Allen, who is also the chief executive officer of Seminole Gaming, offered the perspective one day after MGM Resorts International announced that it has initiated layoffs for thousands of employees as the casino industry’s recovery continues to be stalled by the ongoing coronavirus pandemic.
On Monday, the entertainment giant behind Las Vegas hotels, including the Bellagio and MGM Grand, cut 18,000 employees nationwide, amounting to about a quarter of its pre-pandemic U.S. staff.
When asked what he is noticing and if he worries that “this will have a ripple effect across the gaming industry,” Allen said, “I think Las Vegas is kind of in a unique category right now.”
“We certainly believe long-term that market will come back as ... people feel more comfortable with traveling,” he continued. “Certainly if we look at regional gaming markets, actually they’re performing very well so it’s really based upon geographic area at this particular point in the gaming industry.”
Allen noted on Tuesday that “business in Florida in both July and August was extremely strong” and that “our business in Ohio is OK.”
He added that in other markets, such as Atlantic City, business is “slowly coming back.” Allen attributed part of that comeback to New Jersey Gov. Phil Murphy “finally” announcing that indoor dining will resume at a limited capacity on Sept. 4.
Allen also pointed out that, in Florida, Hard Rock International is “exceeding last year’s numbers,” but added that $2.2 billion was spent “in the expansion for the Tampa property and the guitar-shaped hotel here in South Florida.”
“So from a return on investment we’re not where we thought we would be, but certainly year over year numbers are up,” he explained.
MGM RESORTS LAYS OFF 18,000 WORKERS AMID CORONAVIRUS PANDEMIC
Allen acknowledged that currently, business in Las Vegas mid-week is “still very soft” and that weekends are “starting to ramp up” and are moving in “a positive direction.”
Nevada gaming revenue has decreased by 26.2% in July 2020 compared to July 2019, according to data released by the Nevada Gaming Control Board.
“We certainly think, and frankly we purchased our rights back about two, three months ago, right in the middle of the pandemic because we are a believer in the Las Vegas market on a long-term basis,” Allen said on Tuesday.
He also pointed to MGM Resorts International's announcement and CEO Bill Hornbuckle reassuring employees Friday that they will be rehired when possible. MGM has said that federal law requires the company to send layoff notices to furloughed employees that have not been brought back after six months in compliance with the Worker Adjustment and Retraining Notification Act, or the WARN Act.
According to the WARN Act, certain employees are eligible to receive advance notice of a potential layoff from their employer and could be entitled to assistance from their workplace to help them get back on their feet.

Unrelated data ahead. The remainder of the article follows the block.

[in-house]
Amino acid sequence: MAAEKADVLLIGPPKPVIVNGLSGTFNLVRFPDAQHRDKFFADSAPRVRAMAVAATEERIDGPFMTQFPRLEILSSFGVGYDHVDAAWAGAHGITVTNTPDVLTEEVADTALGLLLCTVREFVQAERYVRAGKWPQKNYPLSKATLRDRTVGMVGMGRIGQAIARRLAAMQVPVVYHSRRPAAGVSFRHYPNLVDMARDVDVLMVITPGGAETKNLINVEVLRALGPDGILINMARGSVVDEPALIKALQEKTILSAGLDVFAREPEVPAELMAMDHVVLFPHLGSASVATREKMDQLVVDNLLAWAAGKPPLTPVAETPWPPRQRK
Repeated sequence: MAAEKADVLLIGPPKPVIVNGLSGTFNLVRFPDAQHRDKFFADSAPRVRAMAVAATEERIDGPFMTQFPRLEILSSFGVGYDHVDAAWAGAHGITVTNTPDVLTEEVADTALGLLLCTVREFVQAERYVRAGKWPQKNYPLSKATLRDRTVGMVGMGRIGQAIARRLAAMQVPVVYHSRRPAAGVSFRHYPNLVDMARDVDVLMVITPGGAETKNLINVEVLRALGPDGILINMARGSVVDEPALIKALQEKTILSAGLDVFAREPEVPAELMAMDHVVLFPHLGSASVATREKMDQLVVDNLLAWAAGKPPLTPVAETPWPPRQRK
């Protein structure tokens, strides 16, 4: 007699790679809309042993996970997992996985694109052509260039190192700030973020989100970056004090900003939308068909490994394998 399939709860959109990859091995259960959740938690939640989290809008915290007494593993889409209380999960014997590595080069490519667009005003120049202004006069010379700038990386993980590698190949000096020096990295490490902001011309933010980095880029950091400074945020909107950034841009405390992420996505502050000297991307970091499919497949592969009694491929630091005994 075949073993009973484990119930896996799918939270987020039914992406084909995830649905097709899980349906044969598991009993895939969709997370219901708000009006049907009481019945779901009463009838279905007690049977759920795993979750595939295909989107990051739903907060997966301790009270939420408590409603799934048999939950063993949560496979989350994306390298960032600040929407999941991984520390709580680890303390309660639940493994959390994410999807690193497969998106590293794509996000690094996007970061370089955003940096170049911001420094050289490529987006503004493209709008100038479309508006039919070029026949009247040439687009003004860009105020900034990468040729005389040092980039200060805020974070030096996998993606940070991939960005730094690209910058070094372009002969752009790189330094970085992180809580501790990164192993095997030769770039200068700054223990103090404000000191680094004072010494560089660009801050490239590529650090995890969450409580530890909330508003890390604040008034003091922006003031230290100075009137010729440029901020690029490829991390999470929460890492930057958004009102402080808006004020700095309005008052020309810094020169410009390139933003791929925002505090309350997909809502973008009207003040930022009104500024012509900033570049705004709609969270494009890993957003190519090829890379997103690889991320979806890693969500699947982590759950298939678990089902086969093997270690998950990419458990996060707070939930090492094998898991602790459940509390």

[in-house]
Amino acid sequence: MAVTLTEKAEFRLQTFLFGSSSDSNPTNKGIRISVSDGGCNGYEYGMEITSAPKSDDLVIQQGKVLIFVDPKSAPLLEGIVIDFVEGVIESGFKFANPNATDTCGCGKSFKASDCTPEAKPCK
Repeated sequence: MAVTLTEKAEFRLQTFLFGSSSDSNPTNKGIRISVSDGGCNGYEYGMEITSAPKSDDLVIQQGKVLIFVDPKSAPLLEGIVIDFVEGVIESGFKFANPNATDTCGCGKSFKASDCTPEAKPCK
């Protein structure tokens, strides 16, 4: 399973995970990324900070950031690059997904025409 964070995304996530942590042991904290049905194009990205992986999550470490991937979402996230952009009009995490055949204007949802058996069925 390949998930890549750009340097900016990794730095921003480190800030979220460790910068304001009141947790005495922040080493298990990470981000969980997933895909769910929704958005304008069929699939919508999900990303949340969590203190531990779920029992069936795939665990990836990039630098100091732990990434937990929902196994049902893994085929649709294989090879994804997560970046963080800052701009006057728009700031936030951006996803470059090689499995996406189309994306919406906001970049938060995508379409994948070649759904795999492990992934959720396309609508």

“Certainly all companies need to follow the federal guidelines associated with the WARN Act and I think that’s what obviously triggered a lot of this conversation,” Allen said.
He went on to say that he thinks “that the business model of the casino floor in Las Vegas is going to change and, frankly, everywhere in the country.”
“We as human beings like to interact with other human beings so, therefore, I think people going out looking for entertainment will always be part of a business model,” Allen explained.
“There’s no doubt that what has occurred in the regional markets, where by state law many facilities are operating with 50% capacity but frankly doing the same or in some cases more revenue on an individual per unit basis,” he continued.
He added that “as far as the overall aspect of entertainment, live music, shows, sporting events, I do believe that once we see some type of cure or vaccine for the pandemic that people will slowly graduate back into wanting to come out.”
He acknowledged that meeting for conferences and conventions, however, is “a different answer.”
“Candidly we saw Vegas a few years back when President Obama said that it wasn’t a good thing to be having meetings in groups, specifically in business markets and actually named Las Vegas, it took a few years for that business to come back, but it did come back,” Allen explained.
“I think now that frankly, we’re obviously doing interviews like this through Skype and Webex, roadshows financially are now being done online, I definitely think that business model is changing and to have two, three, 400,000 square feet of meeting space, that may be something that needs to be revisited in the future.”
FOX Business’ Daniella Genovese, Lucas Manfredi and The Associated Press contributed to this report.